The Navajo Tribal Utility Authority has agreed to bring six wastewater treatment facilities into compliance with the federal and Navajo laws in...
The EPA’s National Homeland Security Research Center (NHSRC), headquartered in Cincinnati, Ohio, has signed an interagency agreement with the Commerce Department’s National Institute of Standards and Technology (NIST) to study and develop decontamination methods for a building’s drinking water lines and appliances. Researchers, under the agreement, will provide a technical resource document for both emergency and follow-up responders.
"Contaminated pipes and associated household appliances pose a unique challenge," said NHSRC Engineer Jonathan Herrmann. "Dealing with contamination in a half-inch diameter copper pipe in someone’s home requires a different approach compared to contamination in a two-foot diameter water main or in the drinking water treatment plant itself," added Herrmann. EPA and NIST researchers intend to look at a range of contamination possibilities and work together to outline a comprehensive strategy to reduce potential threats to building occupants.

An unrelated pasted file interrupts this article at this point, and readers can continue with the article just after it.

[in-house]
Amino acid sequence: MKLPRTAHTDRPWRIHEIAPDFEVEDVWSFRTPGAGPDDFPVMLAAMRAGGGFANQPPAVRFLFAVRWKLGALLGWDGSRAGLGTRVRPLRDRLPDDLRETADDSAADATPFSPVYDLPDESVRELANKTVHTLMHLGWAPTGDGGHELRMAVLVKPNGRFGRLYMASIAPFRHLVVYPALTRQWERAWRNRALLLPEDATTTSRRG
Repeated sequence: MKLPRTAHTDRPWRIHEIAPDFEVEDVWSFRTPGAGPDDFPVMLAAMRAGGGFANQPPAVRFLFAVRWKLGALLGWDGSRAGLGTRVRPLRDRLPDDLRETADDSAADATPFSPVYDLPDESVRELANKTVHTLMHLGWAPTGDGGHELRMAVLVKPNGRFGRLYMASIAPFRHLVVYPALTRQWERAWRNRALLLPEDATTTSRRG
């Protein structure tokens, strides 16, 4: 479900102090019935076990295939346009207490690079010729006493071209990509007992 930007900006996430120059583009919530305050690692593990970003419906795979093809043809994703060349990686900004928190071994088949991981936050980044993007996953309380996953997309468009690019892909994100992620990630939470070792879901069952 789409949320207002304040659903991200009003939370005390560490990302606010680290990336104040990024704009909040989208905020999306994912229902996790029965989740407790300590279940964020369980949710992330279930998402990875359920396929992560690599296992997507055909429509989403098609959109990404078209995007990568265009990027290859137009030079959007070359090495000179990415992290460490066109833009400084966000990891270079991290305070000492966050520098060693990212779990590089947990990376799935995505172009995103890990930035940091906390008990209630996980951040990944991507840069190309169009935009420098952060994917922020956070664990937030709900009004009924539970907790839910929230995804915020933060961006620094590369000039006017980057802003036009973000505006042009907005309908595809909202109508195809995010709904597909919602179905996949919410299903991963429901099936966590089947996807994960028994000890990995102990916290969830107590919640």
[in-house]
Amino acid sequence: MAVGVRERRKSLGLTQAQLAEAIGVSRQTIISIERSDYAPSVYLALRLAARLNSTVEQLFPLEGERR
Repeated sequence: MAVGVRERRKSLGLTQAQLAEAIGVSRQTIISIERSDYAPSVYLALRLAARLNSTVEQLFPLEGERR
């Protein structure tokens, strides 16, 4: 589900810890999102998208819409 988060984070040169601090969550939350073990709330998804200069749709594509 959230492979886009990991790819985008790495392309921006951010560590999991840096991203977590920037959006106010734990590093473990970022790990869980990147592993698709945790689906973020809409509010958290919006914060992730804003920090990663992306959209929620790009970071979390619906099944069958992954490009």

Both EPA and NIST have unique capabilities in addressing the multi-faceted challenges of pipe and appliance decontamination. Since its inception, EPA has been charged with conducting research and development to support efforts in supplying clean and safe drinking water to communities across the country. NIST has expertise in characterizing and measuring chemical compounds and other materials on various surfaces. NIST also has both small and full-scale plumbing test facilities which can be used for the project. Researchers will use safe, surrogate versions of possible biological and chemical contaminants in the tests. The study is scheduled for completion by summer of 2006.